Avoid the use of public wifi and check that the website is safe. Finally, do install the necessary security for any device you use to connect to the internet. Do not make it easy for hackers to access your credit card information.

Check the comment section below for additional information, share what you know, or ask a question about this article by leaving a comment below. And, to quickly find answers to your questions, use our search Search engine.

Note: Some of the information in samples on this website may have been impersonated or spoofed.

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Online Threat Alerts Security Tips

Pay the safest way

Credit cards are the safest way to pay for online purchases because you can dispute the charges if you never get the goods or services or if the offer was misrepresented. Federal law limits your liability to $50 if someone makes unauthorized charges to your account, and most credit card issuers will remove them completely if you report the problem promptly.

Guard your personal information

In any transaction you conduct, make sure to check with your state or local consumer protection agency and the Better Business Bureau (BBB) to see if the seller, charity, company, or organization is credible. Be especially wary if the entity is unfamiliar to you. Always call the number found on a website’s contact information to make sure the number legitimately belongs to the entity you are dealing with.

Be careful of the information you share

Never give out your codes, passwords or personal information, unless you are sure of who you're dealing with

Know who you’re dealing with

Crooks pretending to be from companies you do business with may call or send an email, claiming they need to verify your personal information. Don’t provide your credit card or bank account number unless you are actually paying for something and know who you are sending payment to. Your social security number should not be necessary unless you are applying for credit. Be especially suspicious if someone claiming to be from a company with whom you have an account asks for information that the business already has.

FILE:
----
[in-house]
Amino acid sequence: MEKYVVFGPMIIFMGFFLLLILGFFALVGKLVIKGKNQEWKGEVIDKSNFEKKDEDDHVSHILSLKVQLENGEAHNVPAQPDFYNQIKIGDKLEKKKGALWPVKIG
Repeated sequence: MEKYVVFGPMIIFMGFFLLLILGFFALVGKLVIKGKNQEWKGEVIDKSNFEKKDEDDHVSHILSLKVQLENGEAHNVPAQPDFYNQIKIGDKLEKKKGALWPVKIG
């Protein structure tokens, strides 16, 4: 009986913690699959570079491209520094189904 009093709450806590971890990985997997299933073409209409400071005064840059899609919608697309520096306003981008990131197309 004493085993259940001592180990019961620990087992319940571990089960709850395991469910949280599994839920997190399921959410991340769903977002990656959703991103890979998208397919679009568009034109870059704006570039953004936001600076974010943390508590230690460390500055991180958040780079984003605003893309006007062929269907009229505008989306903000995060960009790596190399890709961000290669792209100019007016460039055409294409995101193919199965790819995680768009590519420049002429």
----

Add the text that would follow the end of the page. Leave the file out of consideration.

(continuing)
Check your accounts

Regularly check your account transactions and report any suspicious or unauthorised transactions.

Don’t believe promises of easy money

If someone claims that you can earn money with little or no work, get a loan or credit card even if you have bad credit, or make money on an investment with little or no risk, it’s probably a scam. Oftentimes, offers that seem too good to be true, actually are too good to be true.

Do not open email from people you don’t know

If you are unsure whether an email you received is legitimate, try contacting the sender directly via other means. Do not click on any links in an email unless you are sure it is safe.

Think before you click

If an email or text message looks suspicious, don’t open any attachments or click on the links.

Verify urgent requests or unsolicited emails, messages or phone calls before you respond

If you receive a message or a phone call asking for immediate action and don't know the sender, it could be a phishing message.